Growing vegetables in outer space – something which science fiction readers are very familiar with, but in the real world, this is a first – NASA’s veggie growing chambers have activated.
We were telling you a while ago about NASA’s plans to start growing vegetables onboard the ISS – and now, the system is online. The main question which is on everybody’s mind is “Will plants grow normally in microgravity?”. The plausible answer is mostly ‘Yes’. There will be of course differences in the growth patterns (plants will grow in all directions equally probably), but biologists do expect them to grow.
The first fresh food production system, along with the Veg-01 experiment, were delivered to the space station on the SpaceX-3 mission from Cape Canaveral in April and will rely on red, blue and green LED lights to stimulate growth. A root mat and six plant “pillows,” each containing ‘Outredgeous’ red romaine lettuce seeds, with each plant pillow containing controlled release fertilizer and a type of calcined clay used on baseball fields which stimulates growth.
These vegetable growing projects in outer space are essential for ultimately conducting long-term space travels.
“The farther and longer humans go away from Earth, the greater the need to be able to grow plants for food, atmosphere recycling and psychological benefits,” Dr. Gioia Massa, leader of the Veggie project said. “I think that plant systems will become important components of any long-duration exploration scenario.”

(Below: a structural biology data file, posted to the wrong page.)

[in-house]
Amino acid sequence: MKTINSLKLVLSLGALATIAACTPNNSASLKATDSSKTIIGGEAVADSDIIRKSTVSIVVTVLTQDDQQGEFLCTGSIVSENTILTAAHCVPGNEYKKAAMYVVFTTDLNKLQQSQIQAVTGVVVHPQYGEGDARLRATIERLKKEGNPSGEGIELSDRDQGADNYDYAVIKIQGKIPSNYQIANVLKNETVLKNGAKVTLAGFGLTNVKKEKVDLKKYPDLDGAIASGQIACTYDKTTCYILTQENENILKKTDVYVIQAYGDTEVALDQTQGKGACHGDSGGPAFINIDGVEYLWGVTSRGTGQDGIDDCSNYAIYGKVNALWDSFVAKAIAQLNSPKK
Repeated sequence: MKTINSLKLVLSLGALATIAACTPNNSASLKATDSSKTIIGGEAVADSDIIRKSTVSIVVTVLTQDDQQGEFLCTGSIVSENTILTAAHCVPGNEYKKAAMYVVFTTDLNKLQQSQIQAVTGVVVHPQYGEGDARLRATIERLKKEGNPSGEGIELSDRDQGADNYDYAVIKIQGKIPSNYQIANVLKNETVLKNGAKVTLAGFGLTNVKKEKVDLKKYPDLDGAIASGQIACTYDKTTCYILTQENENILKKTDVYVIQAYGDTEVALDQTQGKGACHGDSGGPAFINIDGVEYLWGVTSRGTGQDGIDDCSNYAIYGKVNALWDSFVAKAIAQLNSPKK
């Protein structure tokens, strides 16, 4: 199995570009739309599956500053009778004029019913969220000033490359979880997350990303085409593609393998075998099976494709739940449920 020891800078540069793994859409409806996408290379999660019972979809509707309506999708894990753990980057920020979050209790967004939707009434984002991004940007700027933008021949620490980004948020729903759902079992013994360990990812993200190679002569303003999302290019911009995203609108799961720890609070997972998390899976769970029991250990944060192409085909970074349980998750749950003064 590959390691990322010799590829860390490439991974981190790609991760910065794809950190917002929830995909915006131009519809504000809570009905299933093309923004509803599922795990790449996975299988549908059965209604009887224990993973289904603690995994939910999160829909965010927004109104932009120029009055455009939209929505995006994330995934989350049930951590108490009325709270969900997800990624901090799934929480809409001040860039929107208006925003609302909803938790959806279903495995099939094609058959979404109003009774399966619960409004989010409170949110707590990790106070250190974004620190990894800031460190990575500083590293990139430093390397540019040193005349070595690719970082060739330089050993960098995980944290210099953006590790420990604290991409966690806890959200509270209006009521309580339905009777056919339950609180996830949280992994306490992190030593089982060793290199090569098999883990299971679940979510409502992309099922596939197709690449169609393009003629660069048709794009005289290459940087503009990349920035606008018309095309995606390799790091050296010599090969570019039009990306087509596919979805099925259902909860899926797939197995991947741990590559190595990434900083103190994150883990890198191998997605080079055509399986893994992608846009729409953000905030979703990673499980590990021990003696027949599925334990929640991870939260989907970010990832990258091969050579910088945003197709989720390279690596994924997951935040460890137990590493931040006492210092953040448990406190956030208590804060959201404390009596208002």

In the short run, it will improve the life quality of astronauts onboard the International Space and lower the space of transporting food – allowing them to grow and eat fresh vegetables.
“My hopes are that Veggie will eventually enable the crew to regularly grow and consume fresh vegetables,” Massa said.
This first batch of vegetables will grow for 28 days – photographs will be taken weekly, and we’ll definitely publish them when they are released. Also, microbial samples will be taken to check and study any microorganisms growing on the vegetables which may affect the crop. Veggie will remain on the station permanently and could become a research platform for other top-growing plant experiments; if these first experiments work out fine, they could pave the way for a new generation of studies.
“Veggie could be used as a modular plant chamber for a variety of plants that grow up rather than in the ground,” said Gerard Newsham, the Veggie payload support specialist with Jacobs Technology on the Test and Operations Support Contract. “This is just the beginning.”
In time, as the scientific bases and limits are established for the project, astronauts will be given more freedom, and the entire project will become more like a garden.
“I hope that the astronauts on the space station eventually will use the equipment to ‘experiment’ with their own seeds or projects,” said Nicole Dufour, who coordinated and led the testing of the flight hardware at Kennedy and wrote the crew procedures for the astronauts to use on space station. “Veggie is designed for crew interaction and to enjoy the plants as they are growing.”
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